<img height="1" width="1" style="display:none" src="https://www.facebook.com/tr?id=1557350231232256&amp;ev=PageView&amp;noscript=1">

Is Amazon Leading The Charge In Ending Over-Charging?

Posted by Jeffrey Forbes on Jul 14, 2016 9:00:00 AM


Over the past year, the country has seen a spate of deceptive pricing lawsuits filed against major retailers.  In October 2015, a Pennsylvania Court granted preliminary approval to a $50 million lawsuit settlement involving Tween Brands.  A month later, JC Penney settled a similar suit in California for approximately the same amount.  Other retailers who have seen suits filed against them include Macy’s, Wayfair, Coach, Sears and a host of others.  READ MORE: Heavy Risks And Penalties For Uber & Lyft In Pennsylvania

List Prices: A Balloon or Anchor?

These suits all involve what is known as “anchor” pricing.  Because so many products are constantly on sale, consumers claim that determining a list price for products can be difficult.  Recent studies have found that the average item at JC Penney or Kohl’s was listed at over 65% off its list price on Black Friday.  These lawsuits accuse retailers on inflating the list price of an object to make it appear as if the sale is a better deal.  Consumers allege that without false information as to the extent of the price reduction, they would not have made a purchase.

Let’s take a coffee maker as an example.  A retailer might list the price of the coffee maker as $100 and offer a 20% sale on the item to make the price $80.  Another retailer, though, might list the price of the coffee maker as $160 and offer a 50% sale to make the price the $80.  The two retailers are offering the same machine for the same price, but the public claims the second retailer is offering a bigger deal solely by inflating the list price. 

The End Of Promotions Based On MSRP?

Complicating the problem, state statutes on this issue often lack clarity.  Pennsylvania’s consumer protection law simply states that sellers may not “mak[e] false or misleading statements of fact concerning the reasons for, existence of, or amounts of price reductions.”  California, on the other hand, states, “No price shall be advertised as a former price of any advertised thing, unless the alleged former price was the prevailing market price [defined as ‘the worth or value of anything advertised’] within three months next immediately preceding the publication of the advertisement or unless the date when the alleged former price did prevail is clearly, exactly and conspicuously stated in the advertisement.”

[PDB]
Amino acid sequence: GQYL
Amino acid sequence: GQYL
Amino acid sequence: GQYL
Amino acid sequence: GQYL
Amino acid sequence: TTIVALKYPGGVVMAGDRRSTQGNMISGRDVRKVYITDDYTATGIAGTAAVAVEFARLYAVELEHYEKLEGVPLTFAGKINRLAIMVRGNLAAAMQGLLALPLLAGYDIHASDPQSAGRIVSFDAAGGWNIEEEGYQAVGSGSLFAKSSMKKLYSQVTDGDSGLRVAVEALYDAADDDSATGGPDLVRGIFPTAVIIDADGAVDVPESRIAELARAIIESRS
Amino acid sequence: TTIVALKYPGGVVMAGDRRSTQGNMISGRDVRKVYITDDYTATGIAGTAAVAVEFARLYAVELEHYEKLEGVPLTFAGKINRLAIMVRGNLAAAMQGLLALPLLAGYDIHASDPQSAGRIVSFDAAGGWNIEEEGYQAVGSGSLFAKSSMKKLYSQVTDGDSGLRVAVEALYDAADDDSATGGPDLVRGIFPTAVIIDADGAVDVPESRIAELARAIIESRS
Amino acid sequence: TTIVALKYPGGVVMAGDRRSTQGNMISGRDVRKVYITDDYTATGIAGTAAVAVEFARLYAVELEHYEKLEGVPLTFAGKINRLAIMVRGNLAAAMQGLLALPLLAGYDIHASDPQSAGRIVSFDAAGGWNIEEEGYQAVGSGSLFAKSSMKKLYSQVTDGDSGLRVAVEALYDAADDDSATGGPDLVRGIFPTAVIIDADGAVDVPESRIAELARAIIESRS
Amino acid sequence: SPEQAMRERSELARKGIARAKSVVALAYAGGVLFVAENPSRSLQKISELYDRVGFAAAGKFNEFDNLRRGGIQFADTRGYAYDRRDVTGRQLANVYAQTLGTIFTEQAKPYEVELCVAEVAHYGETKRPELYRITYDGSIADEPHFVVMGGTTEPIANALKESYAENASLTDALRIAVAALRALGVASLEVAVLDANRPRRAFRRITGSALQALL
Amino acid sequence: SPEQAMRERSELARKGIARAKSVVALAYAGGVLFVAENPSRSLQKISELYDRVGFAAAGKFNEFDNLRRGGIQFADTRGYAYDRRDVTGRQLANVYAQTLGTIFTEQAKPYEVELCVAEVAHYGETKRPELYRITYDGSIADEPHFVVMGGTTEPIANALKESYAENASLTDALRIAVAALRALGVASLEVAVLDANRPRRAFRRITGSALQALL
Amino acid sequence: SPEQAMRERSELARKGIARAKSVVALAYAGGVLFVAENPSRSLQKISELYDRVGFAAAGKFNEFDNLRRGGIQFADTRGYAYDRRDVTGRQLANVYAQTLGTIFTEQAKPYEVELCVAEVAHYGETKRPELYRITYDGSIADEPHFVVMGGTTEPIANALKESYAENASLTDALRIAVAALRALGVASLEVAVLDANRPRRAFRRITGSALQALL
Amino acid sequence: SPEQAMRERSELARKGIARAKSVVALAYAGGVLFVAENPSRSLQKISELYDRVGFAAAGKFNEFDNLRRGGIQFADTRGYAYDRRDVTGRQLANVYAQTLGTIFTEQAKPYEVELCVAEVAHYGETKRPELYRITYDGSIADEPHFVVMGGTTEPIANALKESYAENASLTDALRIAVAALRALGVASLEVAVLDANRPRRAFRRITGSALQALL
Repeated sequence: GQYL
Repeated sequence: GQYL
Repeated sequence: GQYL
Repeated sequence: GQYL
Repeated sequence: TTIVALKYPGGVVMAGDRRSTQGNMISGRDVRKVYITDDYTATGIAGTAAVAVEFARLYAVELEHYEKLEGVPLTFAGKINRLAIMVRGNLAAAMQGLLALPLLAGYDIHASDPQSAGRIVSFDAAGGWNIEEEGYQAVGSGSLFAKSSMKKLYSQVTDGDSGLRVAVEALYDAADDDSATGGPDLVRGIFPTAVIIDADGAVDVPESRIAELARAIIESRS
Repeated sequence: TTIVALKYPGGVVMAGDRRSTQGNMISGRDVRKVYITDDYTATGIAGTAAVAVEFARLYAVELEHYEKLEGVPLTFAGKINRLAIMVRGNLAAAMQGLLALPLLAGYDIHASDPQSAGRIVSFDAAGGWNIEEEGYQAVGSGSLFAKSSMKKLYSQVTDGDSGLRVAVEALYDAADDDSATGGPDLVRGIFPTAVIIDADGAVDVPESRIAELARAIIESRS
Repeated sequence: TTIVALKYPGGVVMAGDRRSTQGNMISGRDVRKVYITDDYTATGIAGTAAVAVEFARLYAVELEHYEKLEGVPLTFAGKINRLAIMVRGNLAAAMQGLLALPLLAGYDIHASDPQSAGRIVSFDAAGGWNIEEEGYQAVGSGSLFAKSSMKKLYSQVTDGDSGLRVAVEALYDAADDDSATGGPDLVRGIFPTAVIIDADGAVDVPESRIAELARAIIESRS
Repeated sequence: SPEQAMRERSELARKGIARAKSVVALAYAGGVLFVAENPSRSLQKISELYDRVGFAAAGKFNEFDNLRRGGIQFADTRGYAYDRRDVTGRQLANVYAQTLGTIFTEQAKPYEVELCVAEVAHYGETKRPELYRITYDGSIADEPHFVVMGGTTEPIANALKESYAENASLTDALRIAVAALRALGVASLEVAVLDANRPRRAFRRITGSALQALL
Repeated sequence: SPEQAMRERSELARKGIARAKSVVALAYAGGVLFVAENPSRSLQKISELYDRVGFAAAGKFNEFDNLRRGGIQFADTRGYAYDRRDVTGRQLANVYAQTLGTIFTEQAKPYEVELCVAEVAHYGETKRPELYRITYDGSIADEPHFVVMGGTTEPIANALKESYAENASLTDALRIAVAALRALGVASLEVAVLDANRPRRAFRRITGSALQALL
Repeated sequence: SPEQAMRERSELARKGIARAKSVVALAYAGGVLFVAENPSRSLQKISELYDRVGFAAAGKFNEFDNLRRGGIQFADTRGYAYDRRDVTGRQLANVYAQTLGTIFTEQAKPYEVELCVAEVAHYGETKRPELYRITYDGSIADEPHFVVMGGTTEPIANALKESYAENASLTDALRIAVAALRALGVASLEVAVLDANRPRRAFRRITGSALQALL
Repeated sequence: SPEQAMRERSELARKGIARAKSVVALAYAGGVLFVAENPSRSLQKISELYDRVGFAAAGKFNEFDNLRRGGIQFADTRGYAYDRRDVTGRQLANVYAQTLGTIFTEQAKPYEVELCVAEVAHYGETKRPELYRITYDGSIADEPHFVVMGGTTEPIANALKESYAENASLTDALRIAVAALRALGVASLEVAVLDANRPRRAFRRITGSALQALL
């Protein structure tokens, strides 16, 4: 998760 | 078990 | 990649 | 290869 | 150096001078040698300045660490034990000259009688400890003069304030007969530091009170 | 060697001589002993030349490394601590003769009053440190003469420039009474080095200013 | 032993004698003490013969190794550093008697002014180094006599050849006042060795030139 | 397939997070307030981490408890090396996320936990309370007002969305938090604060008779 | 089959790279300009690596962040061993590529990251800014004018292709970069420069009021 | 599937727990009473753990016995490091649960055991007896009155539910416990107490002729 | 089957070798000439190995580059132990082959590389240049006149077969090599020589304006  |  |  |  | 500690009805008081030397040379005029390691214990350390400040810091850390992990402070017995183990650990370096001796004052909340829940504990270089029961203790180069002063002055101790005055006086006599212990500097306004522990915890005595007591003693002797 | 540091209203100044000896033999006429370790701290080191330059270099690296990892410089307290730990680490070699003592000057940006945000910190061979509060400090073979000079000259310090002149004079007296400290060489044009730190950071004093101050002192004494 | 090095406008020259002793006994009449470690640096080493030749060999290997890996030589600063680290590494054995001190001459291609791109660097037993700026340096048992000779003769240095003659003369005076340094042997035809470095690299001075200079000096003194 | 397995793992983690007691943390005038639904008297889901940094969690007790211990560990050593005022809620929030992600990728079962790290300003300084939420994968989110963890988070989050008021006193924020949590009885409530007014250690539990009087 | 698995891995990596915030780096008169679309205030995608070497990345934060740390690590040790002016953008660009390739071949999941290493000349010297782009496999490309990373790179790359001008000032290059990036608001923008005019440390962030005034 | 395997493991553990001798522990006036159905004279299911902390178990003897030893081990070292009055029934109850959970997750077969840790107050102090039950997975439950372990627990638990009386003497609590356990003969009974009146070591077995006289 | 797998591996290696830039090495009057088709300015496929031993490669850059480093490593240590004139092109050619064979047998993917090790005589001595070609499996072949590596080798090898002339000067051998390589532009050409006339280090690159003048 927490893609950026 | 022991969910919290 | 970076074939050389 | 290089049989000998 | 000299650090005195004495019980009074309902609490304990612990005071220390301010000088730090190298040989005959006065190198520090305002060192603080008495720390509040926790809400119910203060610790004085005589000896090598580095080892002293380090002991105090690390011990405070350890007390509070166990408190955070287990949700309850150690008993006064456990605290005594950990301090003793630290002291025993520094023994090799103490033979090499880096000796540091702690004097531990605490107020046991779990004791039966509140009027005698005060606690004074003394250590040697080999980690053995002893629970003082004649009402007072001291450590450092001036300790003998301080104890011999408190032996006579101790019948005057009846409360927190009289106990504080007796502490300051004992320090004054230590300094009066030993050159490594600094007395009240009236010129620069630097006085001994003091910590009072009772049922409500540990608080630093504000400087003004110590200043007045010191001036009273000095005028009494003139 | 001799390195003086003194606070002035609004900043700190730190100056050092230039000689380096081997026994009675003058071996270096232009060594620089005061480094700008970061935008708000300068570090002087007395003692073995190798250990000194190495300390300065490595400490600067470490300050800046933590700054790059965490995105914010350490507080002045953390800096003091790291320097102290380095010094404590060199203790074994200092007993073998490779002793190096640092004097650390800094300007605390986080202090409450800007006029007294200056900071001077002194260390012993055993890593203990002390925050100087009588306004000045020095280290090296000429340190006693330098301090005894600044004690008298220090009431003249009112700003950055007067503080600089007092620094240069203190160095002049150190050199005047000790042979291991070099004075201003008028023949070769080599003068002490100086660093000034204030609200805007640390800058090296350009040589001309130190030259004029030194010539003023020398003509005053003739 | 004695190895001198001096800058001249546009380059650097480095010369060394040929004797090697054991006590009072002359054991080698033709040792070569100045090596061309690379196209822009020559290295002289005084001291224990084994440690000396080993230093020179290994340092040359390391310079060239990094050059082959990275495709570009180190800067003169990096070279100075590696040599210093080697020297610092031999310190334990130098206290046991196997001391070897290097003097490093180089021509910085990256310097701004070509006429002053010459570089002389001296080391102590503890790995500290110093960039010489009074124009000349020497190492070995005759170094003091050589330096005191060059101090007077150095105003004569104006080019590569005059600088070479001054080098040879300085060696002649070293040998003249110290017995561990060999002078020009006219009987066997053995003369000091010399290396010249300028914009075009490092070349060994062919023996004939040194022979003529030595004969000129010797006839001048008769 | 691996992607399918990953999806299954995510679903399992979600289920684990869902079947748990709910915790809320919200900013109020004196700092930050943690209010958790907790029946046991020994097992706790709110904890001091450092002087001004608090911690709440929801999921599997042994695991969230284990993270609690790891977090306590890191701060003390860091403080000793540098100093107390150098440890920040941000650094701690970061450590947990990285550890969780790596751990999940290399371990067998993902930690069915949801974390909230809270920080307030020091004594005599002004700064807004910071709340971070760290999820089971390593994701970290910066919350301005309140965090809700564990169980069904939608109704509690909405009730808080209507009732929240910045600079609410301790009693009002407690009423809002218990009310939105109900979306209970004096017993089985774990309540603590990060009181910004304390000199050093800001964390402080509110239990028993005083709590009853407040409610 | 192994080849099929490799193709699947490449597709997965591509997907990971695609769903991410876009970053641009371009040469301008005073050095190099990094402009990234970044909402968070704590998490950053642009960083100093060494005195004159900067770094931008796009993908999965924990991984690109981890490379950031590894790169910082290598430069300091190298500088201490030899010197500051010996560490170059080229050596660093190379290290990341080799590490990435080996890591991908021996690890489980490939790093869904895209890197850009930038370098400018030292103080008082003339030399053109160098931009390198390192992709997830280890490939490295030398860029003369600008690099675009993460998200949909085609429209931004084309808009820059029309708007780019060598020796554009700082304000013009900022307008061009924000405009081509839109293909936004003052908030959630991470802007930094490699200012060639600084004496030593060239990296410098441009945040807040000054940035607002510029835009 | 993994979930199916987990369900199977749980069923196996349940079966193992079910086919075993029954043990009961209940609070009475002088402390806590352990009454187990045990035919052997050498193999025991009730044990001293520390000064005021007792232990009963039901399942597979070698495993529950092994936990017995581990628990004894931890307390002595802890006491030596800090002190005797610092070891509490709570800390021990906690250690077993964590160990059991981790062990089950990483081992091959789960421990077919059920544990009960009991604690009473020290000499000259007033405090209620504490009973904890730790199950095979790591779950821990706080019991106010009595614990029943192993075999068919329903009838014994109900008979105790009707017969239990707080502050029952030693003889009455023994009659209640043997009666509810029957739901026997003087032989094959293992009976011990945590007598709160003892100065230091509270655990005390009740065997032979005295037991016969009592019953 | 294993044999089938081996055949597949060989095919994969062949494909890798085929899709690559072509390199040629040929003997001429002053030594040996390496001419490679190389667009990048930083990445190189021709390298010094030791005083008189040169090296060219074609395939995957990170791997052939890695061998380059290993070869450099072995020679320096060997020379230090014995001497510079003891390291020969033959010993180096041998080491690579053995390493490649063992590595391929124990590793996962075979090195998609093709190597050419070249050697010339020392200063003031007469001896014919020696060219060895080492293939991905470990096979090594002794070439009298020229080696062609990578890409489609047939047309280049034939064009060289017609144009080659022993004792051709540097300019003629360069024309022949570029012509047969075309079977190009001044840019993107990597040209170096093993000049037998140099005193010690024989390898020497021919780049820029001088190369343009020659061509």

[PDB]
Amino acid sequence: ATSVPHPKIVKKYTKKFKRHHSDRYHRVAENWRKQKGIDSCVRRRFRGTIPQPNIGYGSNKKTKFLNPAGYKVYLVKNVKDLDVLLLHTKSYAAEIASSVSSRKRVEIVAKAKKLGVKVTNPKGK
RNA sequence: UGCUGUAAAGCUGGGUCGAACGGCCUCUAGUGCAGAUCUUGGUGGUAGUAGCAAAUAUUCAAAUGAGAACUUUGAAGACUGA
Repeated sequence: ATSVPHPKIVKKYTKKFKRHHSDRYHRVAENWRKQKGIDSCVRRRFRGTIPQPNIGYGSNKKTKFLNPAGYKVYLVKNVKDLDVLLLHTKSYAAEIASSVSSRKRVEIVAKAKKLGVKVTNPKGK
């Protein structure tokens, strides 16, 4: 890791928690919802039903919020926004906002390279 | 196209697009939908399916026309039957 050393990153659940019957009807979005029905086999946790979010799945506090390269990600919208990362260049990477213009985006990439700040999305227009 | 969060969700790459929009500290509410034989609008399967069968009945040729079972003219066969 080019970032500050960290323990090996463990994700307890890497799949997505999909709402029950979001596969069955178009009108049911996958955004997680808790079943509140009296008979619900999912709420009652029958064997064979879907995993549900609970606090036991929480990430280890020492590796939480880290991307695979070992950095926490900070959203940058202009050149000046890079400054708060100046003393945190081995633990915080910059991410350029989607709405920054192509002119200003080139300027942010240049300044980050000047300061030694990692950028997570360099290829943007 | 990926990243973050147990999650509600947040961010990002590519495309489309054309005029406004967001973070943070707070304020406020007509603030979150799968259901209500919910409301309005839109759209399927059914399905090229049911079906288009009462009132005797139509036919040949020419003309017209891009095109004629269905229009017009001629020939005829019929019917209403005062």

The Federal Trade Commission has issued its own guidelines on price anchoring. The “Former Price Reduction” guideline primarily focuses on recommending that businesses use honest information when communicating bargains based on former prices to consumers.  To this end, the agency recommends that companies not advertise former prices for the purpose of establishing a bargain without having offered the product for sale at that price previously.  “The advertiser should be especially careful, however, in such a case, that the price is one at which the product was openly and actively offered for sale, for a reasonably substantial period of time, in the recent, regular course of his business, honestly and in good faith—and, of course, not for the purpose of establishing a fictitious higher price on which a deceptive comparison might be based.”

Online Retailer Amazon, Taking The Lead

Recently, online superstore Amazon has been experimenting with some alternative pricing options. By either showing a previously sold on Amazon price, or by removing list prices altogether from many product listings. The founding idea of Amazon was "to lose on every sale but make it up on volume,” said Larry Compeau, a Clarkson University professor of consumer studies. “It was building for the future, and the future has arrived. Amazon doesn’t have to seduce customers with a deal because they’re going to buy anyway.”

Keeping It Real For The Customer

Ultimately, the individual “loss” to a single consumer as a result of these practices might be quite small.  These lawsuits, though, are filed as class actions.  $15 per consumer adds up very quickly when one has 50 million consumers.  Additionally, class actions lawsuits are significantly more expensive to defend against... And more of the money often goes into litigation expense than actual benefit to the public.

Companies need to do what they can to protect themselves against this proliferation of price anchoring lawsuits.  Pricing decisions as this level can become very complex, but to the extent companies wish to list an original price for comparison shoppers, those prices should be rooted in reality. 


Topics: For Your Business, cyber, Retail